The primary task of the Committee was to attempt to understand and evaluate the processes by which NASA and its contractors write and assure the quality of the Shuttle flight software. As shown and discussed in Chapter 3, the Committee addressed: (1) the process for requirements definition and specification; (2) the processes used by the development and IV&V contractors; (3) the configuration management process; (4) test case development and evaluation; (5) system software testing and integration; (6) preparation of mission-specific software and data; and (7) the loading and verification of the final flight software package.

As was mentioned in the opening chapter of this report, NASA has claimed for some time that its embedded V&V process (see Appendix E) is adequate without the current IV&V function. The Committee's Interim Report (see Appendix C) was primarily a discussion of why this committee felt that the current implementation of IV&V is necessary to ensure the quality and safety of the software. As promised in the Interim Report, though, there were other areas within the embedded process that the Committee believes are worthy of greater attention, and the Committee has additional comments regarding IV&V.

IBM's software quality measures show that its internal V&V discovers approximately 80 percent of errors before each new OI is built and 98 percent of errors before each OI is first released. Since 1981, 16 severity 1 1 DRs have been written against released OI versions. However, only eight errors remained in code that was used in flights and none of those eight errors was ever encountered in-flight. An additional 12 errors of severity 2, 3, or 4 have occurred in the PASS during flight. None of these threatened the crew; three threatened the mission, but the other nine were worked around. There were 50 waivers 2 written against the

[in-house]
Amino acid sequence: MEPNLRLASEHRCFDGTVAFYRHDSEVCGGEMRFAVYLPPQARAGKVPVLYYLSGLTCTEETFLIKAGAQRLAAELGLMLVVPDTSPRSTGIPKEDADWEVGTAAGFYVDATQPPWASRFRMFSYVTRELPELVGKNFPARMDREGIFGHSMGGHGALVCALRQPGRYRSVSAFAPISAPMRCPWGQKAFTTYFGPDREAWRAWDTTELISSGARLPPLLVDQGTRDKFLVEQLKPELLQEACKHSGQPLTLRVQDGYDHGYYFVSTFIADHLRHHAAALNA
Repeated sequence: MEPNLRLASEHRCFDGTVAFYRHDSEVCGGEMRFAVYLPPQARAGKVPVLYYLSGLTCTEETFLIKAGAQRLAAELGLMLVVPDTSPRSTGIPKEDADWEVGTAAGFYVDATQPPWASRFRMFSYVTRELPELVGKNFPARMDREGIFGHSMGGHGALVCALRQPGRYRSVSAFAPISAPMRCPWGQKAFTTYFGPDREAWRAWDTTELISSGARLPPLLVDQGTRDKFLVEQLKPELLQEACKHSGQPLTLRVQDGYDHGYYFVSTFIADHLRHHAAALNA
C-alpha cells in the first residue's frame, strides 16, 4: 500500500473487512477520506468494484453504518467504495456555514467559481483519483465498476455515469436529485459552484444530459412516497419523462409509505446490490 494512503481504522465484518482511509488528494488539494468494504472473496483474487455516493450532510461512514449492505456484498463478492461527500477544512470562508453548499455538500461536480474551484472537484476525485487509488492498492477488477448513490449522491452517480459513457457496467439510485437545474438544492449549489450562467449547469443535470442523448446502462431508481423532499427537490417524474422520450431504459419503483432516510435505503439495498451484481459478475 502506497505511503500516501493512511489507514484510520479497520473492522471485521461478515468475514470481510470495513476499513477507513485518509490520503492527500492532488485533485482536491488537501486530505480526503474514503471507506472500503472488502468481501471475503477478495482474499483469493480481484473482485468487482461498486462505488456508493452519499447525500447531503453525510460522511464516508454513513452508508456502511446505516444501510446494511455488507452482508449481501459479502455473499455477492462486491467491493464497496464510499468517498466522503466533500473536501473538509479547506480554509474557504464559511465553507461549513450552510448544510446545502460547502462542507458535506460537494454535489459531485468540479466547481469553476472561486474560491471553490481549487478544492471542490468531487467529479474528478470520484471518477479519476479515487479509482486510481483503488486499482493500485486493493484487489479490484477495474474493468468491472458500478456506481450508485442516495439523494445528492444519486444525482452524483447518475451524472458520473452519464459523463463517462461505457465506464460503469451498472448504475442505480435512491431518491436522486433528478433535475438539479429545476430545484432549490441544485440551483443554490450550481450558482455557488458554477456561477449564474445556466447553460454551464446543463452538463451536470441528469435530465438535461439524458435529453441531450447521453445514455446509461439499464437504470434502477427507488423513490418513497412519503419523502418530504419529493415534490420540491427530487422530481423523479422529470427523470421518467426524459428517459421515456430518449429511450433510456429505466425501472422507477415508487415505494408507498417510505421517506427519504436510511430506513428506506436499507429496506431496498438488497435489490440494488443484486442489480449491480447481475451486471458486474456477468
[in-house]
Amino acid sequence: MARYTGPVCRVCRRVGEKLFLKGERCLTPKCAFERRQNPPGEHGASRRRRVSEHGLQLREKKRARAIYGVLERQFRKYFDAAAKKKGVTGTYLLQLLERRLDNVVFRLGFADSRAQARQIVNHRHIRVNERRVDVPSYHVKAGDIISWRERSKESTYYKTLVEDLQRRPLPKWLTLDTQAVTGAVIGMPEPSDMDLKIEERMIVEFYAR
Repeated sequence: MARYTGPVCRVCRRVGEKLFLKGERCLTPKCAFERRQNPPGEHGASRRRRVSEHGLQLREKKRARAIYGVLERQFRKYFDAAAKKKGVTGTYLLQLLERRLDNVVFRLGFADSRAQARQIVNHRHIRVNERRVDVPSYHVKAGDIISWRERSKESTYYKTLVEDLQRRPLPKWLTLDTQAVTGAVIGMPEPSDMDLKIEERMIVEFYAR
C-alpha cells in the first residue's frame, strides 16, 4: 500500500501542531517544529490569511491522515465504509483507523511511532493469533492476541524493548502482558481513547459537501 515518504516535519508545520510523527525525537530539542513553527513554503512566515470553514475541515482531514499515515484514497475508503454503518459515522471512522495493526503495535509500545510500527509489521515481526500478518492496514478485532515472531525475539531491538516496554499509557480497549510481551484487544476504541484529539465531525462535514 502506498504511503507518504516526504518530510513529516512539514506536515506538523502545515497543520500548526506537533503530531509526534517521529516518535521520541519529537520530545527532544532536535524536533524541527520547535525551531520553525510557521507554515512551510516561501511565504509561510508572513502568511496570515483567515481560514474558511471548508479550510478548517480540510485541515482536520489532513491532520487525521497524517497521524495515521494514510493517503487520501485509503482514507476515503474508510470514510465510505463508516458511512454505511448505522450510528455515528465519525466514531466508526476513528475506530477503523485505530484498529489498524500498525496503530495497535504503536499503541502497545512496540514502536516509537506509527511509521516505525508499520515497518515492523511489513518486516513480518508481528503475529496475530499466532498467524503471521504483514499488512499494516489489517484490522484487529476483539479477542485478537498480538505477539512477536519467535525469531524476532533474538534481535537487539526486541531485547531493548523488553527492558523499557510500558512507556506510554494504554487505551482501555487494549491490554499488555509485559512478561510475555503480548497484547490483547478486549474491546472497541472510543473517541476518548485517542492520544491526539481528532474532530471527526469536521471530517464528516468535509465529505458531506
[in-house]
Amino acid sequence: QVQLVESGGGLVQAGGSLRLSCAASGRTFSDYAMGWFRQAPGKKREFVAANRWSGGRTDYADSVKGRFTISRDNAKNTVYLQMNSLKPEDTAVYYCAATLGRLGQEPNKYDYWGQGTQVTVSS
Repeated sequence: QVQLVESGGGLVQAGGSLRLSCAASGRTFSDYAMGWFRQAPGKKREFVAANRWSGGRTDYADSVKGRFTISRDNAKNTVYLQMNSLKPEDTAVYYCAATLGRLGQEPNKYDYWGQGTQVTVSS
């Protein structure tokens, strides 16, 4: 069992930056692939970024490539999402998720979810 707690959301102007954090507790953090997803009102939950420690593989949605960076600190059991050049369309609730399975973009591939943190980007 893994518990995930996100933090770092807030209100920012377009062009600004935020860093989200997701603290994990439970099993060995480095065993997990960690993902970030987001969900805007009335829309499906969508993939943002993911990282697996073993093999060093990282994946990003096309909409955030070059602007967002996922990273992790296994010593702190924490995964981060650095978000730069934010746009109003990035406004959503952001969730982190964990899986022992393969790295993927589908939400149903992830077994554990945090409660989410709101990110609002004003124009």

Shuttle flight software errors are categorized by the severity of their potential consequences without regard to the likelihood of their occurrence. Severity 1 errors are defined as errors that could produce a loss of the Space Shuttle or its crew. Severity 2 errors can affect the Shuttle's ability to complete its mission objectives, while severity 3 errors affect procedures for which alternatives, or workarounds, exist. Severity 4 and 5 errors consist of very minor coding or documentation errors. In addition, there is a class of severity 1 errors, called severity 1N, which, while potentially life-threatening, involve operations that are precluded by established procedures, are deemed to be beyond the physical limitations of Shuttle systems, or are outside system failure protection levels.


A waiver represents a decision on the part of the Shuttle program to recognize a condition, such as a known software error, as an acceptable risk. Thus, a condition that receives a waiver is set aside, sometimes fixed at a later date when time and resources permit, but is not considered sufficient cause to hold up a flight.

The National Academies | 500 Fifth St. N.W. | Washington, D.C. 20001
Copyright © National Academy of Sciences. All rights reserved.
Terms of Use and Privacy Statement